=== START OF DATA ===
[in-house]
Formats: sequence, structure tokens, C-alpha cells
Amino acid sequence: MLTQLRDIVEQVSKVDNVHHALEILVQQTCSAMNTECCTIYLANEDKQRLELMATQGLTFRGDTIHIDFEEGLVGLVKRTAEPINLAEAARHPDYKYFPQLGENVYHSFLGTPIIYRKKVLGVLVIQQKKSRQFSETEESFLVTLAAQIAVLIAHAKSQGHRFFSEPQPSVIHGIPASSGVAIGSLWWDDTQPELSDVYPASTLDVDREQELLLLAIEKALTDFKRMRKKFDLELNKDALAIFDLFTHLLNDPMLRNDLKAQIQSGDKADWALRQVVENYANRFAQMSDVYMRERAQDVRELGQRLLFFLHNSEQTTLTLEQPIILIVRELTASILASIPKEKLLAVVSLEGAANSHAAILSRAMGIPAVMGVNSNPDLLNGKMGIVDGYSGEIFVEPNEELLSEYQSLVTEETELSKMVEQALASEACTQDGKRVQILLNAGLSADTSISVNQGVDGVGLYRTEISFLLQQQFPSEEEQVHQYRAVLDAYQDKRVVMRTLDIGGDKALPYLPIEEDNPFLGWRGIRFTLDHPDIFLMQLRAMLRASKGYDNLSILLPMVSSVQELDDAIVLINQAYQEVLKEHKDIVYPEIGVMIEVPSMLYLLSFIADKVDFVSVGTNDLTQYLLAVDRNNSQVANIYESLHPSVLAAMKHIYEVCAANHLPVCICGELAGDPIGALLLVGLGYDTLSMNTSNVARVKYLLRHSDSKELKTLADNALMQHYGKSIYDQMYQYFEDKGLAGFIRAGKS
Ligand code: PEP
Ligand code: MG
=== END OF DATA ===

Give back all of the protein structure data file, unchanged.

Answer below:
[in-house]
Formats: sequence, structure tokens, C-alpha cells
Amino acid sequence: MLTQLRDIVEQVSKVDNVHHALEILVQQTCSAMNTECCTIYLANEDKQRLELMATQGLTFRGDTIHIDFEEGLVGLVKRTAEPINLAEAARHPDYKYFPQLGENVYHSFLGTPIIYRKKVLGVLVIQQKKSRQFSETEESFLVTLAAQIAVLIAHAKSQGHRFFSEPQPSVIHGIPASSGVAIGSLWWDDTQPELSDVYPASTLDVDREQELLLLAIEKALTDFKRMRKKFDLELNKDALAIFDLFTHLLNDPMLRNDLKAQIQSGDKADWALRQVVENYANRFAQMSDVYMRERAQDVRELGQRLLFFLHNSEQTTLTLEQPIILIVRELTASILASIPKEKLLAVVSLEGAANSHAAILSRAMGIPAVMGVNSNPDLLNGKMGIVDGYSGEIFVEPNEELLSEYQSLVTEETELSKMVEQALASEACTQDGKRVQILLNAGLSADTSISVNQGVDGVGLYRTEISFLLQQQFPSEEEQVHQYRAVLDAYQDKRVVMRTLDIGGDKALPYLPIEEDNPFLGWRGIRFTLDHPDIFLMQLRAMLRASKGYDNLSILLPMVSSVQELDDAIVLINQAYQEVLKEHKDIVYPEIGVMIEVPSMLYLLSFIADKVDFVSVGTNDLTQYLLAVDRNNSQVANIYESLHPSVLAAMKHIYEVCAANHLPVCICGELAGDPIGALLLVGLGYDTLSMNTSNVARVKYLLRHSDSKELKTLADNALMQHYGKSIYDQMYQYFEDKGLAGFIRAGKS
Ligand code: PEP
Ligand code: MG